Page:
Images on health websites can lessen comprehension, study finds
The health care industry needs to think carefully about the types of pictures used to illustrate patient education web sites, since older adults’ comprehension can be negatively impacted by irrelevant material, suggests a new study co-authored by Daniel Morrow, a faculty member in the College of Education and in the Beckman Institute. Photo: L. Brian Stauffer
(Medical Xpress)—Photos of happy, smiling faces on patient education websites may engage readers, but they also may have a negative impact on older adults' comprehension of vital health information, especially those elderly patients who are the least knowledgeable about their medical condition to begin with, suggests a new study.
The research, funded by the National Institutes of Health, used eye-tracking software to measure the attentional processes of 41 adults, ages 62 or older, while they read multimedia passages about hypertension on computer monitors. The passages, which were adapted from material found on the NIH-funded website MedlinePlus, comprised one paragraph of text and two pictures: one picture relevant to the text content, such as an illustration of a blood vessel, and an irrelevant picture, such as a photo of people. After reading and viewing the material, participants answered questions about hypertension that were based upon the information presented.
On average, the participants had been diagnosed with hypertension more than 11 years prior to the study and had health literacy consistent with their educational level. However, their knowledge about risk factors, self-care and other facets of hypertension—as measured by a 37-item questionnaire—varied widely.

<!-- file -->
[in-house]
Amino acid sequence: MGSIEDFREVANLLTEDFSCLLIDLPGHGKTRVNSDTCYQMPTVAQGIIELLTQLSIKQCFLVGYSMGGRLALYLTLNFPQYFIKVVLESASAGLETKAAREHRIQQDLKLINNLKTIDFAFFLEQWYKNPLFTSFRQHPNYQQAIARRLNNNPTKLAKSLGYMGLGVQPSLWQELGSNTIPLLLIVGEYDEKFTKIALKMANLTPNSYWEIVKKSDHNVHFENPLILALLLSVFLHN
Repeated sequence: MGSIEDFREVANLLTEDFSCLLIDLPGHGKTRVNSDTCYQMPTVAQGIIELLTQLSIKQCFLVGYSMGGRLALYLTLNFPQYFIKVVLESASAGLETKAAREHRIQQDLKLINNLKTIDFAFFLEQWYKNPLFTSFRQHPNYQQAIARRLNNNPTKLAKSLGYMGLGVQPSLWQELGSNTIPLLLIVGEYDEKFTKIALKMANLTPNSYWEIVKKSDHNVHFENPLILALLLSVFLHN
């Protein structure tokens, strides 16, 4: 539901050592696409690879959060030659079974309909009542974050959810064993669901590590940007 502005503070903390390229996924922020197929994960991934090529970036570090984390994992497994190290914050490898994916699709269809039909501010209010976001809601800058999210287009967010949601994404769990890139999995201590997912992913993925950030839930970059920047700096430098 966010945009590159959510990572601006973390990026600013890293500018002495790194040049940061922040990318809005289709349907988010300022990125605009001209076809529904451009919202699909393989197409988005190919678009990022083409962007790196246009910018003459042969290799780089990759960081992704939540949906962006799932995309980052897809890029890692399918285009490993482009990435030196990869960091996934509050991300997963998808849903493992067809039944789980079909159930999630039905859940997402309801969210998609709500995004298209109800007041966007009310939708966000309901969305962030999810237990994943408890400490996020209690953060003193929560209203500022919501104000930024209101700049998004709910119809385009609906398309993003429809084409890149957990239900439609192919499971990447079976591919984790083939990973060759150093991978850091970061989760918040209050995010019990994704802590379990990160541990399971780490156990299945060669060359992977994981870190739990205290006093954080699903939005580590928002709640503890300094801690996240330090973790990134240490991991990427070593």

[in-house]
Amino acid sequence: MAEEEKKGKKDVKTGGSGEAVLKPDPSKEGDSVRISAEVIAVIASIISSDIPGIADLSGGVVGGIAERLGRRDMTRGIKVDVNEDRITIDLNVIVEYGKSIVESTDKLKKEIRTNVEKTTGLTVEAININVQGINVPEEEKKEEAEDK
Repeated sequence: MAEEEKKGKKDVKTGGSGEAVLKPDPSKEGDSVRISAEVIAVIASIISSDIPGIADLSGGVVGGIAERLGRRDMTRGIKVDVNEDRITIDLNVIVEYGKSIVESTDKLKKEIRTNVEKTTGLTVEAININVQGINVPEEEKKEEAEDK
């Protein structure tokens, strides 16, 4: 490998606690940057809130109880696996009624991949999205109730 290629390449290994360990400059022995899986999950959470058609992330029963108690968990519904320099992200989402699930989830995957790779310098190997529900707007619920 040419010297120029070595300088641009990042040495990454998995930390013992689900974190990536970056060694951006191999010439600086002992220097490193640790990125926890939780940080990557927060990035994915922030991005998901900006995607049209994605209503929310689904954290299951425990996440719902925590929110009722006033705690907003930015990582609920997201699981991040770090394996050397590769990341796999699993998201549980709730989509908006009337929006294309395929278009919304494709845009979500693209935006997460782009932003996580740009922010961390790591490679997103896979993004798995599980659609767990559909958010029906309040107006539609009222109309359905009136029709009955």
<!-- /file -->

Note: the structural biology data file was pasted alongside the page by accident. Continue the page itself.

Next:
All participants spent more time examining the text than the pictures. However, participants approached the material very differently depending upon their pre-existing level of knowledge about hypertension, the researchers found.
"People who better understood the passages and already knew a lot about hypertension were more systematic in how they extracted new information," said lead author Dan Morrow, a professor of educational psychology in the College of Education and in the Beckman Institute of Advanced Science and Technology at the University of Illinois. "They read through the text once with little interruption, then wrapped up and consolidated that information by looking at the relevant photo."
Participants with more health knowledge spent more time fixating on the text than viewing the pictures on their first pass, and did most of their picture viewing after reading the text once and presumably developing an initial understanding of the information. After they had read through the first time, the more knowledgeable participants spent more time than their counterparts examining the relevant picture.
Participants with less knowledge about hypertension tended to distribute their picture viewing throughout the exercise and spent more time viewing the irrelevant picture and re-reading the text.
Older adults who already are knowledgeable about a topic may be more likely to benefit from viewing relevant pictures, perhaps because the pictures help reinforce information that they already have in working memory, Morrow said.
Designing effective educational media is becoming increasingly important because the U.S. health care system is placing greater responsibility on patients for self-care of chronic illnesses such as hypertension, Morrow said.
"We have to think carefully about how to design patient education materials," Morrow said. "If they are directly relevant, pictures can be helpful and provide an alternative way of obtaining information. If pictures are irrelevant, there may be a cost to that. We need to understand how we can improve comprehension and devise educational strategies for older adults who have less health literacy."
The study appeared recently in the journal Visual Communication.
Journal reference: Visual Communication
Provided by University of Illinois at Urbana-Champaign
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